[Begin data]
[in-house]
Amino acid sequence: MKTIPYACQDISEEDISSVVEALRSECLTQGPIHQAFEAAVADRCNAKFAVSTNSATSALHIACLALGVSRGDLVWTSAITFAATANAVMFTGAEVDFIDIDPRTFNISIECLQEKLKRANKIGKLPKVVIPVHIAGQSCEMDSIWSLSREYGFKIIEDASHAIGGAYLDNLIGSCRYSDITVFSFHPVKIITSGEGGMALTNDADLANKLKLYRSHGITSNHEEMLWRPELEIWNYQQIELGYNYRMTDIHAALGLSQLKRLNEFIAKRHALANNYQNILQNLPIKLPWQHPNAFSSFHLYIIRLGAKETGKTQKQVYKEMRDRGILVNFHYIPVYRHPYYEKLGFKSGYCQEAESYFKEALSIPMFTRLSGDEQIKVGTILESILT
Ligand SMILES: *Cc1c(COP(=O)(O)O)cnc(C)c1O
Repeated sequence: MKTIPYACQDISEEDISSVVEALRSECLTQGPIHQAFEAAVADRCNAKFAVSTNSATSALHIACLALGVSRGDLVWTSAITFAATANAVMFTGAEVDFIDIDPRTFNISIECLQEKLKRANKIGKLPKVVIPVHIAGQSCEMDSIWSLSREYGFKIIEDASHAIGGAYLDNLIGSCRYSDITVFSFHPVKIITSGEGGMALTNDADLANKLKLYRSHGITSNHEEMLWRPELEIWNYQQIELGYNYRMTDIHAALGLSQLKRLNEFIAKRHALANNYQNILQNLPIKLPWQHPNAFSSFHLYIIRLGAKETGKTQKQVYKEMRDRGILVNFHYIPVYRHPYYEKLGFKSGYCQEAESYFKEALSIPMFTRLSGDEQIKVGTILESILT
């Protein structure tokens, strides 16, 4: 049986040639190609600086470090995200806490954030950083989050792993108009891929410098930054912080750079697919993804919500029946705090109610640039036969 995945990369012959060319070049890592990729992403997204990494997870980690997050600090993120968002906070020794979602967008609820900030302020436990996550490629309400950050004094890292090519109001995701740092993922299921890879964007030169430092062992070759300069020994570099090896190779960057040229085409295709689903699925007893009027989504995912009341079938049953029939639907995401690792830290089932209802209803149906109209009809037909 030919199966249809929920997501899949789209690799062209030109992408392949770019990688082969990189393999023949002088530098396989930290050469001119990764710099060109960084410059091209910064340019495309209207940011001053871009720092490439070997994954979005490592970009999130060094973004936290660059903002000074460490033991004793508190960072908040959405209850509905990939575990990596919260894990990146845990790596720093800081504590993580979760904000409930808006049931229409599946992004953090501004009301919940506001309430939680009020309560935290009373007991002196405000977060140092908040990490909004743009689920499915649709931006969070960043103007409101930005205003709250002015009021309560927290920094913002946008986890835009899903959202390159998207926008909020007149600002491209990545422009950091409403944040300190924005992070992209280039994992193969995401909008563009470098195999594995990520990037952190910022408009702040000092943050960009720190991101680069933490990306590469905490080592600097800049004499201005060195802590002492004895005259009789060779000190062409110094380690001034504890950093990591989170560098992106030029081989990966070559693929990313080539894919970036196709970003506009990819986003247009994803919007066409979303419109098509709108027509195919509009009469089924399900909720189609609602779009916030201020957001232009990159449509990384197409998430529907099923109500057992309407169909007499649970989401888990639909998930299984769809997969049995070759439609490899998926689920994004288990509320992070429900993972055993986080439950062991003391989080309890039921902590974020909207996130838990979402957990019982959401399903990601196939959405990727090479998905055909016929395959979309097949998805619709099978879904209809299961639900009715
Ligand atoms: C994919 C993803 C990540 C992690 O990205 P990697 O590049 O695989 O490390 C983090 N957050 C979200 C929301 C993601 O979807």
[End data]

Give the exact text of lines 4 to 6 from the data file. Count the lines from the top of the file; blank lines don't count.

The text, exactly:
Repeated sequence: MKTIPYACQDISEEDISSVVEALRSECLTQGPIHQAFEAAVADRCNAKFAVSTNSATSALHIACLALGVSRGDLVWTSAITFAATANAVMFTGAEVDFIDIDPRTFNISIECLQEKLKRANKIGKLPKVVIPVHIAGQSCEMDSIWSLSREYGFKIIEDASHAIGGAYLDNLIGSCRYSDITVFSFHPVKIITSGEGGMALTNDADLANKLKLYRSHGITSNHEEMLWRPELEIWNYQQIELGYNYRMTDIHAALGLSQLKRLNEFIAKRHALANNYQNILQNLPIKLPWQHPNAFSSFHLYIIRLGAKETGKTQKQVYKEMRDRGILVNFHYIPVYRHPYYEKLGFKSGYCQEAESYFKEALSIPMFTRLSGDEQIKVGTILESILT
């Protein structure tokens, strides 16, 4: 049986040639190609600086470090995200806490954030950083989050792993108009891929410098930054912080750079697919993804919500029946705090109610640039036969 995945990369012959060319070049890592990729992403997204990494997870980690997050600090993120968002906070020794979602967008609820900030302020436990996550490629309400950050004094890292090519109001995701740092993922299921890879964007030169430092062992070759300069020994570099090896190779960057040229085409295709689903699925007893009027989504995912009341079938049953029939639907995401690792830290089932209802209803149906109209009809037909 030919199966249809929920997501899949789209690799062209030109992408392949770019990688082969990189393999023949002088530098396989930290050469001119990764710099060109960084410059091209910064340019495309209207940011001053871009720092490439070997994954979005490592970009999130060094973004936290660059903002000074460490033991004793508190960072908040959405209850509905990939575990990596919260894990990146845990790596720093800081504590993580979760904000409930808006049931229409599946992004953090501004009301919940506001309430939680009020309560935290009373007991002196405000977060140092908040990490909004743009689920499915649709931006969070960043103007409101930005205003709250002015009021309560927290920094913002946008986890835009899903959202390159998207926008909020007149600002491209990545422009950091409403944040300190924005992070992209280039994992193969995401909008563009470098195999594995990520990037952190910022408009702040000092943050960009720190991101680069933490990306590469905490080592600097800049004499201005060195802590002492004895005259009789060779000190062409110094380690001034504890950093990591989170560098992106030029081989990966070559693929990313080539894919970036196709970003506009990819986003247009994803919007066409979303419109098509709108027509195919509009009469089924399900909720189609609602779009916030201020957001232009990159449509990384197409998430529907099923109500057992309407169909007499649970989401888990639909998930299984769809997969049995070759439609490899998926689920994004288990509320992070429900993972055993986080439950062991003391989080309890039921902590974020909207996130838990979402957990019982959401399903990601196939959405990727090479998905055909016929395959979309097949998805619709099978879904209809299961639900009715
Ligand atoms: C994919 C993803 C990540 C992690 O990205 P990697 O590049 O695989 O490390 C983090 N957050 C979200 C929301 C993601 O979807």